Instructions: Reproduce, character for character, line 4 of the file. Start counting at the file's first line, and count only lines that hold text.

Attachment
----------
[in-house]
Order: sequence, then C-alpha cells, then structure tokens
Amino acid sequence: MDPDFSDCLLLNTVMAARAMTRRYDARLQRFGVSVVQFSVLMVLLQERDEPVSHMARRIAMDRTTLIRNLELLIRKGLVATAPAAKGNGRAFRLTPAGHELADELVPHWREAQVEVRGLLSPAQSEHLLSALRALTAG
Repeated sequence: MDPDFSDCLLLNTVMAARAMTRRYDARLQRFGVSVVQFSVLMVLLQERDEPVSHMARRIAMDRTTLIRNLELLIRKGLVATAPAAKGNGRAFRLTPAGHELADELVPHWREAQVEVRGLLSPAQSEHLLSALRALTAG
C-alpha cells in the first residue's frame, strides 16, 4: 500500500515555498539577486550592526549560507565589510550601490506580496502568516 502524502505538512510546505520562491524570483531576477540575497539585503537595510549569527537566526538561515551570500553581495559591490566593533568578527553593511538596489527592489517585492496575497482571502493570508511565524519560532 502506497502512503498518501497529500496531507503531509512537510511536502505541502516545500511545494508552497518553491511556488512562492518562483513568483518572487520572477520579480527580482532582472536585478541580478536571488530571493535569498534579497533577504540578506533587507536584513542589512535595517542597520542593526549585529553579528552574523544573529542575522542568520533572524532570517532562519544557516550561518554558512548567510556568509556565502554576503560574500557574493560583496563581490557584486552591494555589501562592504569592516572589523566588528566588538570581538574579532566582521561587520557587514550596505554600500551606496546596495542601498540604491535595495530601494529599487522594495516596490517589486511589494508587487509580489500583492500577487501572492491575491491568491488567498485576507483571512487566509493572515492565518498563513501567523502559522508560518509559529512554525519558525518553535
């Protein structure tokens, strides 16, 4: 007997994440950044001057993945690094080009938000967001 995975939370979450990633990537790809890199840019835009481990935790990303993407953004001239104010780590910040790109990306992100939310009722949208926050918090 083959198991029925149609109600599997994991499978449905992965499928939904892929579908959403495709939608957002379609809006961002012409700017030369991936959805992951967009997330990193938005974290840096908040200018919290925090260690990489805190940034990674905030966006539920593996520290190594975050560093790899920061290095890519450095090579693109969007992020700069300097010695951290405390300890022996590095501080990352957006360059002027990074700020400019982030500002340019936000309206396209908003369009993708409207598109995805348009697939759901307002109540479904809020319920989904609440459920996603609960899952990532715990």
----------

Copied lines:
Repeated sequence: MDPDFSDCLLLNTVMAARAMTRRYDARLQRFGVSVVQFSVLMVLLQERDEPVSHMARRIAMDRTTLIRNLELLIRKGLVATAPAAKGNGRAFRLTPAGHELADELVPHWREAQVEVRGLLSPAQSEHLLSALRALTAG